FAIRR has called the recent IPCC Assessment Report a “red flag to investors”, following its scathing figures on climate change impact for the meat and dairy industry. The FAIRR Initiative, a collaborative investor network with $52 trillion assets, has warned the destructive industry of its “Apollo-13” moment, with investors shifting capital in the food industry’s much-needed low-carbon transition.
“Investors are already well aware of the regulatory and financial risks facing the livestock sector”
The Apollo-13 moment refers to the meat industry’s necessity to broadly embrace innovative alt proteins in order to avert disaster like the Apollo 13 astronauts of 52 years ago. Not only is livestock the main source of agricultural greenhouse gas emissions, but also warming temperatures are jeopardizing the cruel industry’s profits. Predictions show how the beef sector could lose over 20% value due to heat stress in animals.
With these facts in mind, FAIRR – founded by peace activist and philanthropist Jeremy Coller – has published a new issue briefing for investors. Following analysis of the IPCC’s findings, investments in the climate-critical meat and dairy industries have been warned as “a significant material risk”. The analysis also suggests that alternative proteins could amount to 64% of the global protein market by 2060.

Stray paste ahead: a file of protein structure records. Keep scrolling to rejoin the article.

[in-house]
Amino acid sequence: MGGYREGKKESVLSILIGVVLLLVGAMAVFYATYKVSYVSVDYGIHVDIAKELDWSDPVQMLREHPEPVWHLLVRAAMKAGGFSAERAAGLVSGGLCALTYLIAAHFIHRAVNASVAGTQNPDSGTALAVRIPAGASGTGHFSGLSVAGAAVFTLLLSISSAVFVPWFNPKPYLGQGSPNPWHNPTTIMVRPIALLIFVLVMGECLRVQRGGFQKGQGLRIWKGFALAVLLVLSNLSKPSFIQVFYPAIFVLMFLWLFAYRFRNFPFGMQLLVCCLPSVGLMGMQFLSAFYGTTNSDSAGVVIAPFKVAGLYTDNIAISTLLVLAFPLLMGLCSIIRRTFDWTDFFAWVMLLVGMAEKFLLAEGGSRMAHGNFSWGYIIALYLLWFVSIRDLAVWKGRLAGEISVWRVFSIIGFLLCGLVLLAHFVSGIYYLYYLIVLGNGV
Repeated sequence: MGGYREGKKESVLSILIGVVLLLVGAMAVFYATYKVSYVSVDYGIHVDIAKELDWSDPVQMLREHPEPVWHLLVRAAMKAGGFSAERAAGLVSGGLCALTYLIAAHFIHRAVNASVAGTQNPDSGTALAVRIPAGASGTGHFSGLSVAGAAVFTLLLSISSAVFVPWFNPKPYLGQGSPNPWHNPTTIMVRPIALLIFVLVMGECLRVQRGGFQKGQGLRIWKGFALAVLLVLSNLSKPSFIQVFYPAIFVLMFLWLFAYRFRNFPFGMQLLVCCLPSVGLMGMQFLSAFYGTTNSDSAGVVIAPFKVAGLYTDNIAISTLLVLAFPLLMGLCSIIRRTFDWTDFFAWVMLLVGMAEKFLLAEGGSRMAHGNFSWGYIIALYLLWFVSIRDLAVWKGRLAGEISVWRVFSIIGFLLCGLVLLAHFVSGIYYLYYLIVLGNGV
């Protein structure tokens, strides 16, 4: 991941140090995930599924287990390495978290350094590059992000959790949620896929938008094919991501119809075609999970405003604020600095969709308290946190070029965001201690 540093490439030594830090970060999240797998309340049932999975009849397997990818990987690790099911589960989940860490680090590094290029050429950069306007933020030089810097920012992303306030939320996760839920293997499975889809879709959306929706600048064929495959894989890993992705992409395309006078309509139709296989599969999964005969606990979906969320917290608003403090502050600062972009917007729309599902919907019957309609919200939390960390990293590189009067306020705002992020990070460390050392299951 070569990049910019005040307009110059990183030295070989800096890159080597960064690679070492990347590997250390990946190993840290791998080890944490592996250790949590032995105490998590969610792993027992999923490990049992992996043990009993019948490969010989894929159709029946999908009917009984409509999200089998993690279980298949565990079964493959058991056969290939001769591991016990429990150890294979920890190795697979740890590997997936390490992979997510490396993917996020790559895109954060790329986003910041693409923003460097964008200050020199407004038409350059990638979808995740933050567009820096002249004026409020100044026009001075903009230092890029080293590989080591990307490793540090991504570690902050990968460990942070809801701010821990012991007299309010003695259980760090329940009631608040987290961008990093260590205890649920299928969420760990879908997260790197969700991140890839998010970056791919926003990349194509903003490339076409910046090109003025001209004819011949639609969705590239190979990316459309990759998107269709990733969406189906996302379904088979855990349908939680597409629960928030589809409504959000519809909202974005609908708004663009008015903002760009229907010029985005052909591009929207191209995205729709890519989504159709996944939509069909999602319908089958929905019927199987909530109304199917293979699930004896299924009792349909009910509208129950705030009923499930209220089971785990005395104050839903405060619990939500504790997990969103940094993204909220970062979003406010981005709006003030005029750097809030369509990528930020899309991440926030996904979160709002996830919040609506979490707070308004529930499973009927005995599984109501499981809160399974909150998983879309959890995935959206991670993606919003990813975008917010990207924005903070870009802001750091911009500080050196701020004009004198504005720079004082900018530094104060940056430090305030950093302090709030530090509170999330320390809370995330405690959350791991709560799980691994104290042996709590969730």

“FAIRR has calculated that a carbon tax by 2050 would increase costs for beef companies by up to 55%”
Big Meat’s big losses
FAIRR said the dire IPCC report also chimed with its own findings from the Coller FAIRR Protein Producer Index. The report found seven major companies have already reported significant climate-related financial impacts. This includes Tyson Foods’ operating income decreased $410 million YOY in the first nine months of 2021 partly due to severe weather disruptions, while BRF estimated that changes in precipitation rates will result in annual losses of up to R$800 million, according to the report.
“Investors are already well aware of the regulatory and financial risks facing the livestock sector when it comes to climate, for example FAIRR has calculated that a carbon tax by 2050 would increase costs for beef companies by up to 55% of current average EBITDA. Now the science is clear that there is physical risk too, predicting that 20% could be wiped off the value of the beef sector by extreme heat stress in animals,” stated Maria Lettini, Executive Director of FAIRR